1. Do you think you’ve become tech ambassador because Denmark is so digitalized? Were you the peak of this process?

Denmark is first place in the top of digitalization*, but I also think it is an acknowledgment that, even though we are currently at the top, we are affected by developments at the global and national levels. I think there are some advantages to being a digital country, but the point is that everybody is going to be disrupted whether you are at the end of the list or on the top of the list. We have to adapt, to prepare ourselves for all the changes that are coming and that’s exactly what we are trying to do with this mission.

  1. In Denmark, citizens have all their data in the system. Most citizens also post a lot of things on social media. If one puts together all these data, you get a pretty accurate image/ case on a specific individual. Can authorities access the personal data of a citizen under special circumstances, for example?

I don’t know, but I doubt it very much. I think the problem is that you have to get people used to being more specific on what to share and privacy issues and we have to demand from the platforms that they have to protect individual data. Cambridge Analytica was a blessing in disguise in the sense that I had a lot of questions before about why we need a tech ambassador, why we must have this kind of conversation. That case showed that we do need to have a dialogue and that there are real problems with some of the platforms. So, I think there is an educational dimension, to make people aware that the data is very sensitive, very personal and one can actually trace who is behind the data. At the same time, we must also make sure that the industry is being respectful and think to include data protection in their solutions.

  1. What about the data the state has on its citizens?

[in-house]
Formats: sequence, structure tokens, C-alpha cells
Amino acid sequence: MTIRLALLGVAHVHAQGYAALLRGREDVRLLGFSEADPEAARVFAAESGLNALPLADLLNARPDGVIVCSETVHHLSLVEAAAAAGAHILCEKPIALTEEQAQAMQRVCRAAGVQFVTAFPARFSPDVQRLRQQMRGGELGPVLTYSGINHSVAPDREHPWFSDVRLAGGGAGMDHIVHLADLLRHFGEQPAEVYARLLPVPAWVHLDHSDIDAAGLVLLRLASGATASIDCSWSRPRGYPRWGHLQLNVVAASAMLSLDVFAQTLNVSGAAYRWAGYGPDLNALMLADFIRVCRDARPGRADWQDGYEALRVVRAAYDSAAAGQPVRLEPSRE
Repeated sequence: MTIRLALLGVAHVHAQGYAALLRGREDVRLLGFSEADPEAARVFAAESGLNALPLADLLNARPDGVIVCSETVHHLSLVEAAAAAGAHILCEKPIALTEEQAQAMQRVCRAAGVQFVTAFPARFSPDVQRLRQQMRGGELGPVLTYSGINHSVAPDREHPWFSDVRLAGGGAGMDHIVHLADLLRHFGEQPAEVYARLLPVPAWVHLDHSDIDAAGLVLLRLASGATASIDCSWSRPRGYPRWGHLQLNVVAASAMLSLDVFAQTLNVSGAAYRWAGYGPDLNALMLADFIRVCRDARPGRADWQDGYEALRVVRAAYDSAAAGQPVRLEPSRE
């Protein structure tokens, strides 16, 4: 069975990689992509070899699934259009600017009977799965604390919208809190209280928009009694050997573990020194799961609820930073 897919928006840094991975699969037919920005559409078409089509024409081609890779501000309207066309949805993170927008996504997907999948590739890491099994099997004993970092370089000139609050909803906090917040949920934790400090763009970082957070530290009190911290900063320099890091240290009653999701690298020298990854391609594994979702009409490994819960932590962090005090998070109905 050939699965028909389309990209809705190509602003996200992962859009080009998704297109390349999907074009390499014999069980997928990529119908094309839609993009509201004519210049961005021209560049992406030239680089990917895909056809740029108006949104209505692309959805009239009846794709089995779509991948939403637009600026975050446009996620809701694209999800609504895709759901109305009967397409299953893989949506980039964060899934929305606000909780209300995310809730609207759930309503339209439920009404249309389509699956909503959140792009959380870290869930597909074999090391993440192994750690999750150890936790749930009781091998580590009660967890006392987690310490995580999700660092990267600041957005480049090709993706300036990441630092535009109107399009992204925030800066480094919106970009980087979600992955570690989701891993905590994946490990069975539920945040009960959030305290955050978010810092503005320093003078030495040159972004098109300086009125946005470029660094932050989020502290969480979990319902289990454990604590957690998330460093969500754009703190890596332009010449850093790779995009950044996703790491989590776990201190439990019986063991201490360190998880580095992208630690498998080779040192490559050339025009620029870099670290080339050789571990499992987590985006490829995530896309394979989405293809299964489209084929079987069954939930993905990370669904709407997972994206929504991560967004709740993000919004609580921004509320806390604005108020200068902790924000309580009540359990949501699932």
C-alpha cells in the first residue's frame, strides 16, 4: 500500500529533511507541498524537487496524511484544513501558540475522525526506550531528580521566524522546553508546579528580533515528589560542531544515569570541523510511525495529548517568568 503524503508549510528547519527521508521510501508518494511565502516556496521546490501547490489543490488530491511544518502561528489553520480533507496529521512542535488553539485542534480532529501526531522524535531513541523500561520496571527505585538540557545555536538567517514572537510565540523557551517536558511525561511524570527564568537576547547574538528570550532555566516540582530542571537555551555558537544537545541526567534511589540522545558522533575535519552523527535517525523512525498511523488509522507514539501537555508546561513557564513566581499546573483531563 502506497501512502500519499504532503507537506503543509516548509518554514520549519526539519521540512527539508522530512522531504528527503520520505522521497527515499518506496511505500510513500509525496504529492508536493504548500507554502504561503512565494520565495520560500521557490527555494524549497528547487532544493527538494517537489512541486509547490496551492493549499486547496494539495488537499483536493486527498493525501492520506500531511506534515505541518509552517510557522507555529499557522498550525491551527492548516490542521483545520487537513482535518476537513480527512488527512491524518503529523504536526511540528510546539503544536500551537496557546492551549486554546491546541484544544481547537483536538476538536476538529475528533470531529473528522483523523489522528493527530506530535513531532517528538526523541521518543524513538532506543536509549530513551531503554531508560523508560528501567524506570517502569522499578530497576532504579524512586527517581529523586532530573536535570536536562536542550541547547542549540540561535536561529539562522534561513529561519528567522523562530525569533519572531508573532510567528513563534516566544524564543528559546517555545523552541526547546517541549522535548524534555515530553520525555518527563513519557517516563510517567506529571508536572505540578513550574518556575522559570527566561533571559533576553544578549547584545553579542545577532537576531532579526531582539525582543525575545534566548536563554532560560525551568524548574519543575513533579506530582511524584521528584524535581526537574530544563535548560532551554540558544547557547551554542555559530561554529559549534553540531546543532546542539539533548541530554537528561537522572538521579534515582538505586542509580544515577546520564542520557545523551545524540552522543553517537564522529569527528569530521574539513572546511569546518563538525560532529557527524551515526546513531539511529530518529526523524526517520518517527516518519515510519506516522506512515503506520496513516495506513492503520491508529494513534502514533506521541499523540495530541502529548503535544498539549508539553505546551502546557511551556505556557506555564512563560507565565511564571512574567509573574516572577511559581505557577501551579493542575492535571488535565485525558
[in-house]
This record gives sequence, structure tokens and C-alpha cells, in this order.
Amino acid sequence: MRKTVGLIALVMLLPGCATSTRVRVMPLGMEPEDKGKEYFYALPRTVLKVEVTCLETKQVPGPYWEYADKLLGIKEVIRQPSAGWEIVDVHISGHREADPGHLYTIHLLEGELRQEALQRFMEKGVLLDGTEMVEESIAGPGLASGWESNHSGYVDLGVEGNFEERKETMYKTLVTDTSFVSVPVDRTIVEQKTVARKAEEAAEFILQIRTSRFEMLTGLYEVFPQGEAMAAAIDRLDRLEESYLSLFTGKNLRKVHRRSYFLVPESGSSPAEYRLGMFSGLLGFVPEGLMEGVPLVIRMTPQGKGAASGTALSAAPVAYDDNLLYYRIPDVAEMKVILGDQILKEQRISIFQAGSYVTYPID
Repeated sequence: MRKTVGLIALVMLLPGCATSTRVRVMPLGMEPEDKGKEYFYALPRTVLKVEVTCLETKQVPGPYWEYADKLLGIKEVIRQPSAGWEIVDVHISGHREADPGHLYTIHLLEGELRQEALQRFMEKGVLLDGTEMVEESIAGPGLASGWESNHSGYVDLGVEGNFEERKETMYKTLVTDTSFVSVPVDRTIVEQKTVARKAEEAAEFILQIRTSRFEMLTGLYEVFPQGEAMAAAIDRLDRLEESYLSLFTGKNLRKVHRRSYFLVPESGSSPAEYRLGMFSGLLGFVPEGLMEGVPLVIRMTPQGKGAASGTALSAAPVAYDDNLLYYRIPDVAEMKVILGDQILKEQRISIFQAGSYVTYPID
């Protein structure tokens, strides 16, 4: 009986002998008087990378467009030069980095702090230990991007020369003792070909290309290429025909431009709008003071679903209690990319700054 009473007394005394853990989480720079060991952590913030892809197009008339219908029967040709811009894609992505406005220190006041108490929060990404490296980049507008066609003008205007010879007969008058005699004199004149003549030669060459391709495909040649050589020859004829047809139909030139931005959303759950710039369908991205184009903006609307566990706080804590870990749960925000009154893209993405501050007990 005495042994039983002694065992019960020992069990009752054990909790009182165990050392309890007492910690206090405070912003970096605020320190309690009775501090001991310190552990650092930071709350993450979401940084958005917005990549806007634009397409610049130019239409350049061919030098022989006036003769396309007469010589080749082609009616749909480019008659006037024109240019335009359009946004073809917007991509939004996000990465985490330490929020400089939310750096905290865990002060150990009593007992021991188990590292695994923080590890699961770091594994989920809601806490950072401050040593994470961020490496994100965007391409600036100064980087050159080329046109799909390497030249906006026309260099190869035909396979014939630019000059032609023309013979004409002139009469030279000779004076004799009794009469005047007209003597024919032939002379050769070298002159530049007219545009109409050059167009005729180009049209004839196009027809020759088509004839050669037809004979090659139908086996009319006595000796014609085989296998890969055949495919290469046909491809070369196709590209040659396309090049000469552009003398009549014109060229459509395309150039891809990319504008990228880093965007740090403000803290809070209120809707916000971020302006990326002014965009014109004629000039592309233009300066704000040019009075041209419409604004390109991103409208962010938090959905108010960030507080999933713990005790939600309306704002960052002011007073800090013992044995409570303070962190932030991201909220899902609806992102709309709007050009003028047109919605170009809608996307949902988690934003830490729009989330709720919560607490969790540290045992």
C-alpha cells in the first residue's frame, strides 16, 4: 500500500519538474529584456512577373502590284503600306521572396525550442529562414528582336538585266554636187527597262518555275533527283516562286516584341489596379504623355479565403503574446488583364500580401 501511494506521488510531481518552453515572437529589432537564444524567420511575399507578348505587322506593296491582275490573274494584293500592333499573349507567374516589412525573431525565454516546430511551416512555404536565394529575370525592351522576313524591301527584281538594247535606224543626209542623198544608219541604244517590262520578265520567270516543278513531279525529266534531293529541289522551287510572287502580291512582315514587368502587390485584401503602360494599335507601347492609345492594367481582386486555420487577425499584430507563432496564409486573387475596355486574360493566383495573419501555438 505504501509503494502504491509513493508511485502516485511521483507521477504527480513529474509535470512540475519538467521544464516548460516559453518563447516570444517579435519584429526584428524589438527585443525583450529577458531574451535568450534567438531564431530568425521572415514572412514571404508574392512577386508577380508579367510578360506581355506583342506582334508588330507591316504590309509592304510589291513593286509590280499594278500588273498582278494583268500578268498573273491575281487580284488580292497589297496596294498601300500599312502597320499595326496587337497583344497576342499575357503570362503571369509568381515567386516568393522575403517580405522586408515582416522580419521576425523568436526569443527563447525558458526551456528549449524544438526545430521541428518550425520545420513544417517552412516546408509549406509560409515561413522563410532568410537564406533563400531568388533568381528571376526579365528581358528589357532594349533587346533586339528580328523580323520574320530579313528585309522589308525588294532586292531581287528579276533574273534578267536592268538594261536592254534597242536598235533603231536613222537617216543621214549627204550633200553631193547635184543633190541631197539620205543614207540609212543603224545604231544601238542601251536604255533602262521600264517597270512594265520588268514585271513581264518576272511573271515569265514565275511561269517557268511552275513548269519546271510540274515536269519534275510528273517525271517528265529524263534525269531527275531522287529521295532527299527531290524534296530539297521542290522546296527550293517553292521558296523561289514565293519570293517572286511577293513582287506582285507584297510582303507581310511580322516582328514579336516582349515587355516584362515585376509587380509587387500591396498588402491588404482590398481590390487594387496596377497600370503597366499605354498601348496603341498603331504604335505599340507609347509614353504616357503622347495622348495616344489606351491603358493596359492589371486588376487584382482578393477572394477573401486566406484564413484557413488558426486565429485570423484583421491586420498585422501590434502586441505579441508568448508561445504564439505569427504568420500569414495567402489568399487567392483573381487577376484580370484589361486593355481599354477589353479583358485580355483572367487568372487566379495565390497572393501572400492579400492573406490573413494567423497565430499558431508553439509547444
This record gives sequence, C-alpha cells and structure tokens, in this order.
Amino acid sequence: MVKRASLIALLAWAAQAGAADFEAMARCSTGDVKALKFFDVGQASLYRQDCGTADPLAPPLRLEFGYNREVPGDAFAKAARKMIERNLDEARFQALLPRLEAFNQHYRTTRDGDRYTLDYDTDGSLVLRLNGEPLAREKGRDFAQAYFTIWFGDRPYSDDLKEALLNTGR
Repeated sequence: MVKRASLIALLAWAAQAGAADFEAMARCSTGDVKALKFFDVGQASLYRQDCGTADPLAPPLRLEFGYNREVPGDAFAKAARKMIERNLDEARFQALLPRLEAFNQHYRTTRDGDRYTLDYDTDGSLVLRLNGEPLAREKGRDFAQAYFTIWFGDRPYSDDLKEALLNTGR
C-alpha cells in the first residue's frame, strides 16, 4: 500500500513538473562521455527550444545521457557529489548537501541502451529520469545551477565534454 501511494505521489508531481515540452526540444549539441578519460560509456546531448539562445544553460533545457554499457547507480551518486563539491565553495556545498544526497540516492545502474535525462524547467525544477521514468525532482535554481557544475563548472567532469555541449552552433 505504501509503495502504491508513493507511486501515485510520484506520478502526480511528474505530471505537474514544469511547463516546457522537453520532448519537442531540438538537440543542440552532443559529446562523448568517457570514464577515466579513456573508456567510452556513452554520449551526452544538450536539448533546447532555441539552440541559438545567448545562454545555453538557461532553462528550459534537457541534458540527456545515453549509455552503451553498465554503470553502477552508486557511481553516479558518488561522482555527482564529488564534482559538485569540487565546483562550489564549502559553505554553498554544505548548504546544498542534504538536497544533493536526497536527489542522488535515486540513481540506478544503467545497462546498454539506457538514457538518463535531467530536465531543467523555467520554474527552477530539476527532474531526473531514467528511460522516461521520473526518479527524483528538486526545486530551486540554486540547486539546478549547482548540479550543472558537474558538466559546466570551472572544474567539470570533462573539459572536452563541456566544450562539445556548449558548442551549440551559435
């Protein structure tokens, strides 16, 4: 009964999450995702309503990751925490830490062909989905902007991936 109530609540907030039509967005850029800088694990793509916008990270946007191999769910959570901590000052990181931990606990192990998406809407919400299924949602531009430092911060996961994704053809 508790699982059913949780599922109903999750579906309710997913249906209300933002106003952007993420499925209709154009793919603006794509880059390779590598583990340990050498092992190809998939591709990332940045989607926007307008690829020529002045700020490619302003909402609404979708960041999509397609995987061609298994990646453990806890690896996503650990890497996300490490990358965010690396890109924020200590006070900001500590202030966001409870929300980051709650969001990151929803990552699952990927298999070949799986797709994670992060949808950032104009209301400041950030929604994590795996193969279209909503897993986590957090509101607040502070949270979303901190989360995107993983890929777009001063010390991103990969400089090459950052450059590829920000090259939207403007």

In Denmark, there is a lot of trust and confidence of the population in government. We have a lot of data about people, but there is also a lot of privacy and protection. It goes without saying that there are a lot of ethical issues in question about how do we handle this data as we will accumulate even more in the next couple of years.

  1. You mentioned digital education for people. Have you noticed an actual interest for this in the countries you’ve visited as ambassador?

Yes, there is a lot of interest and curiosity from a lot of countries about what we are doing.

There is no national answer to this challenge; we have to collaborate also internationally to get it right, and that’s what we are trying to do.

  1. What are your biggest challenges as a father in the digital era?

I have the same challenges as everybody else in trying to get my kids away from the iPads and the PlayStations, and I am probably not getting it right. But we are very conscious that we have to get the bans right with our children in terms of how much time they spend in front of the screen, but also try to have conversations with them to be very careful about what they post online and how they use social media.

 

*Denmark is the most digitalized country among the 28 EU member states according to the Digital Economy and Society Index 2016, its digital public services are highly advanced, and its population is the most e-ready in the EU, with 88% of Danish internet users doing e-banking and 82% shopping online.